A Gallup survey shows 45% of SA employees actively disengaged – we need to release that captured energy and enterprise into productive engagement.
There is an elephant in the room that we need to recognise – it’s called active disengagement. This growing global phenomenon remains largely hidden, especially because of the lack of ‘meaning’ in the workplace.
The Gallup survey referred to above found that in South Africa only 9% of the workplace are engaged, 46% are not engaged, and a disturbing 45% are actively disengaged. It’s a no-brainer that an engaged and creative workforce is a prerequisite for company success.
This result points to a simple fact – in SA it’s no longer business as usual. We need to examine the worrying phenomenon of active disengagement from a corporate and systemic perspective. And we need to identify ways of debugging the workforce mindset – call that the corporate software – of this pernicious virus. In order to identify the dynamics of non-engagement, and especially active disengagement, we need a better understanding what real healthy employee engagement is all about. And then we will be in a better position to identify the symptoms.
Simply put; employee engagement is about a motivated workforce. Employee engagement is characterised by four general qualities of experience:
- Gratitude for the opportunity of having a job – appreciating the value they bring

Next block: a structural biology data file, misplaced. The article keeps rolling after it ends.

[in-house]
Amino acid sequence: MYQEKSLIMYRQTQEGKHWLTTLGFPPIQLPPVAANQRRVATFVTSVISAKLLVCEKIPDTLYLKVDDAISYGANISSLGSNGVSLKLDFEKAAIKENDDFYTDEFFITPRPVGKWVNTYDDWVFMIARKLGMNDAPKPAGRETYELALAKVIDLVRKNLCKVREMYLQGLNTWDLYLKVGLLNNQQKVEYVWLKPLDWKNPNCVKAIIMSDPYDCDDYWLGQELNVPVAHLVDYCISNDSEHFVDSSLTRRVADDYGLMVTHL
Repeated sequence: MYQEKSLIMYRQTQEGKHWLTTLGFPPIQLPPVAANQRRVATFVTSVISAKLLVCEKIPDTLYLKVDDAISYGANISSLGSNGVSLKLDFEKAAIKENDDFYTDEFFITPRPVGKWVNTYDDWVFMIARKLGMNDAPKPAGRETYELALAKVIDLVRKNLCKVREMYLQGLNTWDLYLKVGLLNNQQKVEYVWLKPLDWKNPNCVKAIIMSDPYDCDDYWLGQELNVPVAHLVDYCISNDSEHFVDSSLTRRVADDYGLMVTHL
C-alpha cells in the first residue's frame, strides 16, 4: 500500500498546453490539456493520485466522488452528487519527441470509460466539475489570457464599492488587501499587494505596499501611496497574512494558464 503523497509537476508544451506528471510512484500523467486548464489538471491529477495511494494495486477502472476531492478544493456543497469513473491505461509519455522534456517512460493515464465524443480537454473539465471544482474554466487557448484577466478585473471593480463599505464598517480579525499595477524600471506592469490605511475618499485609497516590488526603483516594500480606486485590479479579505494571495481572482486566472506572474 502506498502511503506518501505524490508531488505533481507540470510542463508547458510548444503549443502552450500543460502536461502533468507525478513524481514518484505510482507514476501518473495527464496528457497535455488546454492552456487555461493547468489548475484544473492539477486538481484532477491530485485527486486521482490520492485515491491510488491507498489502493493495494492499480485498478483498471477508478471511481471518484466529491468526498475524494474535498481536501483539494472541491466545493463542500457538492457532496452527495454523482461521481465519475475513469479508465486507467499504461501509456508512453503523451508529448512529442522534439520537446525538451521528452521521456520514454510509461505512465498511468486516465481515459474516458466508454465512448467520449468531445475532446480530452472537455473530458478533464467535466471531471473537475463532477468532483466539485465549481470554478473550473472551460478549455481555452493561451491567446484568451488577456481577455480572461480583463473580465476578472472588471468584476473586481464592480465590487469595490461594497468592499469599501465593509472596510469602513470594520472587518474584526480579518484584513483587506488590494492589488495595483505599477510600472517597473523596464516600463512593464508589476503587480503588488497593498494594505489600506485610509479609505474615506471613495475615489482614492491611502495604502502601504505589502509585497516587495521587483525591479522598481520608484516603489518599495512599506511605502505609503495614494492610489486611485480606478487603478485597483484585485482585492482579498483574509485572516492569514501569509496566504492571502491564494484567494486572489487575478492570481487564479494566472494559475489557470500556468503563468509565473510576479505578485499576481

- Having positive future expectations – looking forward to advancing their careers
- Having a sense of self-confidence – appreciating their own skills and competencies
- Enjoying good relations with their colleagues – looking forward to coming to work
Non-engagement, by contrast, refers to employees who are indeed present on the job, but don’t demonstrate the required focus of wanting to get the job done well. The core issue here is low motivation, and it’s often accompanied by low morale. One essential symptom is high levels of absenteeism, especially by those taking unverified sick-leave. But there is a further a phenomenon; described as ‘presenteeism’. This, in turn, has two definitions:
First, where employees are indeed genuinely unwell, but are reluctant to take sick leave, often being motivated by insecurity. Clearly being physically unwell will undermine their capacity to focus and perform.
Second, and more insidious, is the definition of presenteeism as being present without being committed to the task. Symptoms of presenteeism can include:
- Time-wasting – taking extended breaks – arriving late – leaving early
- Clock watching
- Sloppy work
- Missing deadlines
To any manager the negative impact on corporate productivity will be obvious.
Active disengagement however, differs from non-engagement. This refers to employees who, by their very presence, have the effect of undermining their colleagues, and hence company performance. The most obvious symptom is collective strike action. Fortunately the fact that strike action is obvious means the action is visible and hence manageable. The more invisible expression of active disengagement ranges from mildly undermining company performance to severe disruption. This can include:
- Bad-mouthing the organisation
- Criticism of colleagues and management
- Deliberate disruption of performance
- Blatant sabotage
Just as we have identified the emotional drivers of engagement, so too we need to identify the drivers of non-engagement and active disengagement. When we are able to redefine ‘emotions’ as ‘energy seeking purpose’, then we can identify generative strategies to release and redirect that trapped energy. We will further explore how to do this next week.
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